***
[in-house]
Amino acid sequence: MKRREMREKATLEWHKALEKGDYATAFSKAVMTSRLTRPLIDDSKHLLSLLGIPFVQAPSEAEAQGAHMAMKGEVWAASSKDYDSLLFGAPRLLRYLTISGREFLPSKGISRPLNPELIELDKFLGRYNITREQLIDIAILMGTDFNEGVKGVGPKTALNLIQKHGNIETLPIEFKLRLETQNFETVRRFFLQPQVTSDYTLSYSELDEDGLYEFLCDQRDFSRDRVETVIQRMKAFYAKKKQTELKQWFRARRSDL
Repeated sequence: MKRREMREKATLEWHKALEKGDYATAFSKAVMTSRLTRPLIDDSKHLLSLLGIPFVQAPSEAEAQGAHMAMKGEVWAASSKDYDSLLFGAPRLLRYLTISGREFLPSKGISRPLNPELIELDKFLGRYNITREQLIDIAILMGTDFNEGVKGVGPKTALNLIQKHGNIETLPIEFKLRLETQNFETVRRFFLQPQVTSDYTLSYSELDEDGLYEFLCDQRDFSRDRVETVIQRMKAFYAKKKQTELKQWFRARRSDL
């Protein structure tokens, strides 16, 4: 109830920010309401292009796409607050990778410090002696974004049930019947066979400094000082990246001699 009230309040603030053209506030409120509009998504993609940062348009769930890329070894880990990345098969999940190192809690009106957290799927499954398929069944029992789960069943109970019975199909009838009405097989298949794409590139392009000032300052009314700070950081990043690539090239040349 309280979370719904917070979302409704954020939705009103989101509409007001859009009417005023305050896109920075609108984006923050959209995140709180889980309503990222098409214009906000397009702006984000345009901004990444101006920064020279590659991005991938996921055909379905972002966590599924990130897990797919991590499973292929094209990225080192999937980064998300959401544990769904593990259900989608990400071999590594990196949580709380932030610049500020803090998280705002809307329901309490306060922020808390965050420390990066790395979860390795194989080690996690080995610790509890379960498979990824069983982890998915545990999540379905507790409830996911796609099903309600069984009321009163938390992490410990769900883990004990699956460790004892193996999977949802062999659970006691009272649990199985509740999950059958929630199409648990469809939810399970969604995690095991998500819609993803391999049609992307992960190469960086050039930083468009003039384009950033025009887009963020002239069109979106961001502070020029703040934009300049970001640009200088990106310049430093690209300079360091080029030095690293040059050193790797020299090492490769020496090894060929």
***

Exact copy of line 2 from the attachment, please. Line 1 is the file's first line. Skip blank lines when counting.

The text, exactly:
Amino acid sequence: MKRREMREKATLEWHKALEKGDYATAFSKAVMTSRLTRPLIDDSKHLLSLLGIPFVQAPSEAEAQGAHMAMKGEVWAASSKDYDSLLFGAPRLLRYLTISGREFLPSKGISRPLNPELIELDKFLGRYNITREQLIDIAILMGTDFNEGVKGVGPKTALNLIQKHGNIETLPIEFKLRLETQNFETVRRFFLQPQVTSDYTLSYSELDEDGLYEFLCDQRDFSRDRVETVIQRMKAFYAKKKQTELKQWFRARRSDL